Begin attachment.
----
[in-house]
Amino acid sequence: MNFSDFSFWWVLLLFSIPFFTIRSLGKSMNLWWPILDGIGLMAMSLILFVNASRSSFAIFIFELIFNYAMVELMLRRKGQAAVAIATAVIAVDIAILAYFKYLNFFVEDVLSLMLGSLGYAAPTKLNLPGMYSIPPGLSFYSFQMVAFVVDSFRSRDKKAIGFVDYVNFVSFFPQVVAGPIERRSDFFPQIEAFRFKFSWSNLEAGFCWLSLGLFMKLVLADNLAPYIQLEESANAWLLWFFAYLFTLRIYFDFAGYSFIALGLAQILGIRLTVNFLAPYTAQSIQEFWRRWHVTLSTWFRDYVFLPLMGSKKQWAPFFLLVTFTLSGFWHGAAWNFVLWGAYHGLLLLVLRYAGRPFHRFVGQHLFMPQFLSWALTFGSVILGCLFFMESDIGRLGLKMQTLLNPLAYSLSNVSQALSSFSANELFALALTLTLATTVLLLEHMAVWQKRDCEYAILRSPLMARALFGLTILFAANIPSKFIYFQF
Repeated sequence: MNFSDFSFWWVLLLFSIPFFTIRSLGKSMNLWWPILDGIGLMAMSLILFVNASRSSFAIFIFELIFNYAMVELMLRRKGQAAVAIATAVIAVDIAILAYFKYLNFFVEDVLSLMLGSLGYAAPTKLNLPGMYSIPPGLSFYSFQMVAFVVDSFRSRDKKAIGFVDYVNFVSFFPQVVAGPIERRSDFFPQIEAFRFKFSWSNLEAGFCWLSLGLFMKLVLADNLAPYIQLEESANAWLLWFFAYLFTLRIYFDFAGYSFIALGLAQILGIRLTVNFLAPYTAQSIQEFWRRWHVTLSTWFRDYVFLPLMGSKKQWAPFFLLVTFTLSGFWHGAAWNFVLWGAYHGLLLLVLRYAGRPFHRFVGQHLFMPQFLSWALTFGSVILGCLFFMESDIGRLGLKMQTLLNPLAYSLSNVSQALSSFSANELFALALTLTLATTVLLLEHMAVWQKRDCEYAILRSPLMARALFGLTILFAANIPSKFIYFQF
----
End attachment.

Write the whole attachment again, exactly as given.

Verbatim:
[in-house]
Amino acid sequence: MNFSDFSFWWVLLLFSIPFFTIRSLGKSMNLWWPILDGIGLMAMSLILFVNASRSSFAIFIFELIFNYAMVELMLRRKGQAAVAIATAVIAVDIAILAYFKYLNFFVEDVLSLMLGSLGYAAPTKLNLPGMYSIPPGLSFYSFQMVAFVVDSFRSRDKKAIGFVDYVNFVSFFPQVVAGPIERRSDFFPQIEAFRFKFSWSNLEAGFCWLSLGLFMKLVLADNLAPYIQLEESANAWLLWFFAYLFTLRIYFDFAGYSFIALGLAQILGIRLTVNFLAPYTAQSIQEFWRRWHVTLSTWFRDYVFLPLMGSKKQWAPFFLLVTFTLSGFWHGAAWNFVLWGAYHGLLLLVLRYAGRPFHRFVGQHLFMPQFLSWALTFGSVILGCLFFMESDIGRLGLKMQTLLNPLAYSLSNVSQALSSFSANELFALALTLTLATTVLLLEHMAVWQKRDCEYAILRSPLMARALFGLTILFAANIPSKFIYFQF
Repeated sequence: MNFSDFSFWWVLLLFSIPFFTIRSLGKSMNLWWPILDGIGLMAMSLILFVNASRSSFAIFIFELIFNYAMVELMLRRKGQAAVAIATAVIAVDIAILAYFKYLNFFVEDVLSLMLGSLGYAAPTKLNLPGMYSIPPGLSFYSFQMVAFVVDSFRSRDKKAIGFVDYVNFVSFFPQVVAGPIERRSDFFPQIEAFRFKFSWSNLEAGFCWLSLGLFMKLVLADNLAPYIQLEESANAWLLWFFAYLFTLRIYFDFAGYSFIALGLAQILGIRLTVNFLAPYTAQSIQEFWRRWHVTLSTWFRDYVFLPLMGSKKQWAPFFLLVTFTLSGFWHGAAWNFVLWGAYHGLLLLVLRYAGRPFHRFVGQHLFMPQFLSWALTFGSVILGCLFFMESDIGRLGLKMQTLLNPLAYSLSNVSQALSSFSANELFALALTLTLATTVLLLEHMAVWQKRDCEYAILRSPLMARALFGLTILFAANIPSKFIYFQF